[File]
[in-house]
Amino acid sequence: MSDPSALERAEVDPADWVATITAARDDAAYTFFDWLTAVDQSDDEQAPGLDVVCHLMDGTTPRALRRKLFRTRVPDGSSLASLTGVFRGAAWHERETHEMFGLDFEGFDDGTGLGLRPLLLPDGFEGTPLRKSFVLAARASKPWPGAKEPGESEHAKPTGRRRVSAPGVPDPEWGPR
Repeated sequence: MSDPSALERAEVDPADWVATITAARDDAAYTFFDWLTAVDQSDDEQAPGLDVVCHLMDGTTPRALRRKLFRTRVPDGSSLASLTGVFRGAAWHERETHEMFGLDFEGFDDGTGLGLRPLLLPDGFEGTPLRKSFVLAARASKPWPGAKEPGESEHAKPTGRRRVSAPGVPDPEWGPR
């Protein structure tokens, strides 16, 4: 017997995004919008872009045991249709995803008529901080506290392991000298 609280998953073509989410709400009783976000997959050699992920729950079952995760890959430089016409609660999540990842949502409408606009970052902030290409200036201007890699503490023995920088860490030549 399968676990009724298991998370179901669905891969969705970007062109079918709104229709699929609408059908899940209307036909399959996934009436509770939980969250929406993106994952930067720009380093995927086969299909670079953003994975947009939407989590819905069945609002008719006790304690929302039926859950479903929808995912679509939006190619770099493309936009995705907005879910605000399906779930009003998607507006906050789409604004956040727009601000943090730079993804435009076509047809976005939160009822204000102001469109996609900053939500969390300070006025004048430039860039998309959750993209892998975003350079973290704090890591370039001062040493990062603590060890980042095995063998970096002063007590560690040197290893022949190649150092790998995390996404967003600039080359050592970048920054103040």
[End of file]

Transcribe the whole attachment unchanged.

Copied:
[in-house]
Amino acid sequence: MSDPSALERAEVDPADWVATITAARDDAAYTFFDWLTAVDQSDDEQAPGLDVVCHLMDGTTPRALRRKLFRTRVPDGSSLASLTGVFRGAAWHERETHEMFGLDFEGFDDGTGLGLRPLLLPDGFEGTPLRKSFVLAARASKPWPGAKEPGESEHAKPTGRRRVSAPGVPDPEWGPR
Repeated sequence: MSDPSALERAEVDPADWVATITAARDDAAYTFFDWLTAVDQSDDEQAPGLDVVCHLMDGTTPRALRRKLFRTRVPDGSSLASLTGVFRGAAWHERETHEMFGLDFEGFDDGTGLGLRPLLLPDGFEGTPLRKSFVLAARASKPWPGAKEPGESEHAKPTGRRRVSAPGVPDPEWGPR
């Protein structure tokens, strides 16, 4: 017997995004919008872009045991249709995803008529901080506290392991000298 609280998953073509989410709400009783976000997959050699992920729950079952995760890959430089016409609660999540990842949502409408606009970052902030290409200036201007890699503490023995920088860490030549 399968676990009724298991998370179901669905891969969705970007062109079918709104229709699929609408059908899940209307036909399959996934009436509770939980969250929406993106994952930067720009380093995927086969299909670079953003994975947009939407989590819905069945609002008719006790304690929302039926859950479903929808995912679509939006190619770099493309936009995705907005879910605000399906779930009003998607507006906050789409604004956040727009601000943090730079993804435009076509047809976005939160009822204000102001469109996609900053939500969390300070006025004048430039860039998309959750993209892998975003350079973290704090890591370039001062040493990062603590060890980042095995063998970096002063007590560690040197290893022949190649150092790998995390996404967003600039080359050592970048920054103040």